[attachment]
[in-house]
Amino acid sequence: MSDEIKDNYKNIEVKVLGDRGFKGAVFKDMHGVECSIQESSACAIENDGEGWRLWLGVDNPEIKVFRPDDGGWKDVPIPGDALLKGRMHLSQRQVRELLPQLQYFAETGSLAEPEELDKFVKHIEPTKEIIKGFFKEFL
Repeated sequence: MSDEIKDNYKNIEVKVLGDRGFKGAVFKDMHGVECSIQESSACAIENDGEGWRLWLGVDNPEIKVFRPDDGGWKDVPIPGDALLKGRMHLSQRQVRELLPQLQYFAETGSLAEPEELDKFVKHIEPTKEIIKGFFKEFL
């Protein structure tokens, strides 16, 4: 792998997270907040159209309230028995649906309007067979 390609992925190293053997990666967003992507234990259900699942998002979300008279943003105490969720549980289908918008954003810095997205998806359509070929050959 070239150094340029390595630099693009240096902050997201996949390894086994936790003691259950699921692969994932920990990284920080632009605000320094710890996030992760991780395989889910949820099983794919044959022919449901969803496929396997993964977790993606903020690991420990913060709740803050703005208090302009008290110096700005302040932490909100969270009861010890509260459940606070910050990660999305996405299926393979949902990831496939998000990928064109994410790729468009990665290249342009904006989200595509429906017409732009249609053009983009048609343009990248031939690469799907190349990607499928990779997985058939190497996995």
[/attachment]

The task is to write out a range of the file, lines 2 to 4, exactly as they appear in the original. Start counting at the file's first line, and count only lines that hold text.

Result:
Amino acid sequence: MSDEIKDNYKNIEVKVLGDRGFKGAVFKDMHGVECSIQESSACAIENDGEGWRLWLGVDNPEIKVFRPDDGGWKDVPIPGDALLKGRMHLSQRQVRELLPQLQYFAETGSLAEPEELDKFVKHIEPTKEIIKGFFKEFL
Repeated sequence: MSDEIKDNYKNIEVKVLGDRGFKGAVFKDMHGVECSIQESSACAIENDGEGWRLWLGVDNPEIKVFRPDDGGWKDVPIPGDALLKGRMHLSQRQVRELLPQLQYFAETGSLAEPEELDKFVKHIEPTKEIIKGFFKEFL
């Protein structure tokens, strides 16, 4: 792998997270907040159209309230028995649906309007067979 390609992925190293053997990666967003992507234990259900699942998002979300008279943003105490969720549980289908918008954003810095997205998806359509070929050959 070239150094340029390595630099693009240096902050997201996949390894086994936790003691259950699921692969994932920990990284920080632009605000320094710890996030992760991780395989889910949820099983794919044959022919449901969803496929396997993964977790993606903020690991420990913060709740803050703005208090302009008290110096700005302040932490909100969270009861010890509260459940606070910050990660999305996405299926393979949902990831496939998000990928064109994410790729468009990665290249342009904006989200595509429906017409732009249609053009983009048609343009990248031939690469799907190349990607499928990779997985058939190497996995």